Yom HaShoah, Holocaust Memorial Day, is a moment to pause and honor the six million Jews who lost their lives during the Holocaust and reflect on the ways we carry their memory forward in our own lives.
As the late Israeli President Shimon Peres once said at Yad Vashem, “The history of the Holocaust is not just a lesson from the past, it is also a lesson for the future.”
In this spirit, Central Florida Hillel recently hosted two Holocaust survivors, Henri Goodheim and Helen Greenspun, to meet and converse with students. Their visit was was made possible by The Holocaust Memorial Resource and Education Center of Florida. We were fortunate to be able to capture their connection during a photoshoot and interviews.
“Helen was so sweet. You could tell she wanted to educate us. She saw the importance in that moment: in sharing her own stories with a younger generation so we never forget. And, I can promise, we won’t.” - Brian Schickman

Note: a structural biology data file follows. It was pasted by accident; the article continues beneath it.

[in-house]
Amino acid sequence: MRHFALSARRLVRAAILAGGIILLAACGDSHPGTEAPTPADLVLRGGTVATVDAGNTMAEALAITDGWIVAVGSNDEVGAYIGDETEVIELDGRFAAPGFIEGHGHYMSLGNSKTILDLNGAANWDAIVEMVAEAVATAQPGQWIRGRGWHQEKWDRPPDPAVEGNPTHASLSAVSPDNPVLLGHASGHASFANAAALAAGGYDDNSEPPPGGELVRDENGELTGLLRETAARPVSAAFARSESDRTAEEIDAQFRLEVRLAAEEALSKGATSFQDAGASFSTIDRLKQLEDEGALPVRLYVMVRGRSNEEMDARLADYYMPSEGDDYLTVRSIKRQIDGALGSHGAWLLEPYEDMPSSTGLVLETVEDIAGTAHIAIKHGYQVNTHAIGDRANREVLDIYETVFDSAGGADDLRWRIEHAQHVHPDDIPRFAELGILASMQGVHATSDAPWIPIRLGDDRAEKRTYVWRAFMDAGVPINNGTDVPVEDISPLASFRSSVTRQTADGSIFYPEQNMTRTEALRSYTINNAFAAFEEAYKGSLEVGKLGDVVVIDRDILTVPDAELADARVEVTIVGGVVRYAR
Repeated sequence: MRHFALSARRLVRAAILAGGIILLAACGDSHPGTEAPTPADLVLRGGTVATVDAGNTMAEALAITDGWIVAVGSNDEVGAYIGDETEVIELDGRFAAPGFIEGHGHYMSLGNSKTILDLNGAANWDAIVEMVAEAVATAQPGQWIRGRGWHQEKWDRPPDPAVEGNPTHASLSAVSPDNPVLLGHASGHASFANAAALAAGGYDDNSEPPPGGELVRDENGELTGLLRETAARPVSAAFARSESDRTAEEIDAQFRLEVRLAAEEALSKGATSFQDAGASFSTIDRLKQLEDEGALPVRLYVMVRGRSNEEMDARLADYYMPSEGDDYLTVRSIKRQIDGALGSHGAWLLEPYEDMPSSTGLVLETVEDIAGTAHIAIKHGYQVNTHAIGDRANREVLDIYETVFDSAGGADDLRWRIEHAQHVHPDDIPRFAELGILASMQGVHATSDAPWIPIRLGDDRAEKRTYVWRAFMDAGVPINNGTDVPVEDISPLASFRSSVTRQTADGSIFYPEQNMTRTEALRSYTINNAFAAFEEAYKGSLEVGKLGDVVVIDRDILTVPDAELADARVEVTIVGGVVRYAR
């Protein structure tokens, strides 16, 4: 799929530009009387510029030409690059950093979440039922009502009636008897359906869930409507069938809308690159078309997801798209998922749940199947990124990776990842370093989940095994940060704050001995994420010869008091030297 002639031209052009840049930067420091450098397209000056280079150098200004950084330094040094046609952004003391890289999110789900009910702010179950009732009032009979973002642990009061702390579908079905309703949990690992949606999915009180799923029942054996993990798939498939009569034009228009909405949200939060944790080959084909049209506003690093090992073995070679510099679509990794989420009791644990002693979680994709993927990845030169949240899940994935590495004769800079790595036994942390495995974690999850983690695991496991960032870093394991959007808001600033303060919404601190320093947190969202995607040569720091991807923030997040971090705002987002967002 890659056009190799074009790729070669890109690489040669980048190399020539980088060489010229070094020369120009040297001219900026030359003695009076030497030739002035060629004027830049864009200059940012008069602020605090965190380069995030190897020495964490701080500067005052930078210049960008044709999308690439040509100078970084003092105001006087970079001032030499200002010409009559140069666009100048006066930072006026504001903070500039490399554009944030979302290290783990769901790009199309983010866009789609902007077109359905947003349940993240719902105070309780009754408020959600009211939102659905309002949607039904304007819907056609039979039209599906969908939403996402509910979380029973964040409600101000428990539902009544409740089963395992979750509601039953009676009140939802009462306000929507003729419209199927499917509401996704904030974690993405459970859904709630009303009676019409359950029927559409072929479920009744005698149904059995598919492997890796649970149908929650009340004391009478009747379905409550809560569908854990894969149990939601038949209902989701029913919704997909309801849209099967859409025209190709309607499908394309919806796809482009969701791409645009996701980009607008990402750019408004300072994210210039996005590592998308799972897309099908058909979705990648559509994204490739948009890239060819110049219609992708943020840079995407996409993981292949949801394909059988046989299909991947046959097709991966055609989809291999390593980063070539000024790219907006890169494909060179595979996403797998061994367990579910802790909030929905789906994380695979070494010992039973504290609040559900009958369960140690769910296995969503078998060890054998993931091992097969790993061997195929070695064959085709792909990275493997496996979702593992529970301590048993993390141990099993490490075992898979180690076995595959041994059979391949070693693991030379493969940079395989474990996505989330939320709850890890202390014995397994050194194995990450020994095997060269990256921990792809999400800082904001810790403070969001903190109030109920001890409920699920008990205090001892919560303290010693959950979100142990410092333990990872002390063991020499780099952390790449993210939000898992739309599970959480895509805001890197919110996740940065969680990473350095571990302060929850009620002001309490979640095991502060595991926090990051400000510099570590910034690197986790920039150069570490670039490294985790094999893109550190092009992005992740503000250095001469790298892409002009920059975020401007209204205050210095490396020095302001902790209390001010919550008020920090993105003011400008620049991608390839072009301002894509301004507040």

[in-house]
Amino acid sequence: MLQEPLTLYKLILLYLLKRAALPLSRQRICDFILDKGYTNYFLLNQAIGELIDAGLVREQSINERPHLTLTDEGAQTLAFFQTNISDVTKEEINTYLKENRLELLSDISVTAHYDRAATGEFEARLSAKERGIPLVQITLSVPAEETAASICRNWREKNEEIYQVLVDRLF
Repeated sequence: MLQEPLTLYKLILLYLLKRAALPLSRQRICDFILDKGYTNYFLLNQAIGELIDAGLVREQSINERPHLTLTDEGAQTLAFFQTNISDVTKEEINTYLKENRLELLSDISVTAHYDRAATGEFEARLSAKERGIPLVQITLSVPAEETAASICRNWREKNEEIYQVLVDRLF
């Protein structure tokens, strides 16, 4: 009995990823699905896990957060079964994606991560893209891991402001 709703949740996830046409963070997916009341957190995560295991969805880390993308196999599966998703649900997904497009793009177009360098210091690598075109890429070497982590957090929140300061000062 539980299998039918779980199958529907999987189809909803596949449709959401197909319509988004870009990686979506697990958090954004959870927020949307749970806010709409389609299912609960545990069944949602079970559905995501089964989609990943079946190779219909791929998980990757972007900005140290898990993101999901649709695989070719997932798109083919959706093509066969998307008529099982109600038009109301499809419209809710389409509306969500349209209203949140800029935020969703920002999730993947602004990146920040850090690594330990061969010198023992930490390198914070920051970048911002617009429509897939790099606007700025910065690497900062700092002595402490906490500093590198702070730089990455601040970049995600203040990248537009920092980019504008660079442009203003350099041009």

Photos by Sonacity Photography.
“Stories from the Holocaust are all unique, but this also made me see that at the end of the day, we still want to find love, have a family, and universal values don’t change with time. Henri is full of life and loved to laugh and share his stories.” - Rachel Huss
“Their stories stay with you. At the camps, Helen only got a cup of coffee in the morning and then a piece of bread at dinner. Hearing that puts it in perspective. This was memorable, transforming, and, really, life-changing.” - Matt Horn
“You hear stories and study it school, but it’s different hearing a story and then seeing an artifact — and holding it in your hands. That exact thing that someone had to wear or deal with and it was something that shows you everything you’ve heard.” - Shawn Burns
We are grateful to Henri and Helen for sharing their time and themselves with our Hillel students.
As Tamara Mann Tweel, director of strategic development for Hillel’s Office of Innovation, said, "It is the bonds between our elders and our students that will sustain the Jewish people.”
“By connecting the young to the old, our community ignites our most powerful engine, that of Jewish memory and Jewish care-taking."